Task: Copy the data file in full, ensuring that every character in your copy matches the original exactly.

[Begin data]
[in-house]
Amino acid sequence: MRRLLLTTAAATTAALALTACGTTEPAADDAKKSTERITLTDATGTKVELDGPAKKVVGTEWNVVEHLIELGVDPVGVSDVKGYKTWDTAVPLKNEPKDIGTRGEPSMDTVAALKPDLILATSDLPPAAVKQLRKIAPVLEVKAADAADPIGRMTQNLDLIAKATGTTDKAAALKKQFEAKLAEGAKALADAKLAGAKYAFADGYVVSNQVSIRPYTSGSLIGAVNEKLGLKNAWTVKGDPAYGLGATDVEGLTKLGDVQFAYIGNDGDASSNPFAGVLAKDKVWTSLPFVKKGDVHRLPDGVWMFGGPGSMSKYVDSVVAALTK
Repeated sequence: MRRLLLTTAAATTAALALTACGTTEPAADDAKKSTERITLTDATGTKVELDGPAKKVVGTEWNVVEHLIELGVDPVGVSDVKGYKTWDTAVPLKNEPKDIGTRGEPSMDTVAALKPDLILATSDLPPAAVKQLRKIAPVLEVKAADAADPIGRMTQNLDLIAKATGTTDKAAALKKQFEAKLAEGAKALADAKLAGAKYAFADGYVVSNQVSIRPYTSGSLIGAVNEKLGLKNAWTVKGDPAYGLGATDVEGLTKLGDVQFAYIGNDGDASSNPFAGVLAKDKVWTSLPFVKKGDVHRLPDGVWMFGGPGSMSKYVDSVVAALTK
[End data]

[in-house]
Amino acid sequence: MRRLLLTTAAATTAALALTACGTTEPAADDAKKSTERITLTDATGTKVELDGPAKKVVGTEWNVVEHLIELGVDPVGVSDVKGYKTWDTAVPLKNEPKDIGTRGEPSMDTVAALKPDLILATSDLPPAAVKQLRKIAPVLEVKAADAADPIGRMTQNLDLIAKATGTTDKAAALKKQFEAKLAEGAKALADAKLAGAKYAFADGYVVSNQVSIRPYTSGSLIGAVNEKLGLKNAWTVKGDPAYGLGATDVEGLTKLGDVQFAYIGNDGDASSNPFAGVLAKDKVWTSLPFVKKGDVHRLPDGVWMFGGPGSMSKYVDSVVAALTK
Repeated sequence: MRRLLLTTAAATTAALALTACGTTEPAADDAKKSTERITLTDATGTKVELDGPAKKVVGTEWNVVEHLIELGVDPVGVSDVKGYKTWDTAVPLKNEPKDIGTRGEPSMDTVAALKPDLILATSDLPPAAVKQLRKIAPVLEVKAADAADPIGRMTQNLDLIAKATGTTDKAAALKKQFEAKLAEGAKALADAKLAGAKYAFADGYVVSNQVSIRPYTSGSLIGAVNEKLGLKNAWTVKGDPAYGLGATDVEGLTKLGDVQFAYIGNDGDASSNPFAGVLAKDKVWTSLPFVKKGDVHRLPDGVWMFGGPGSMSKYVDSVVAALTK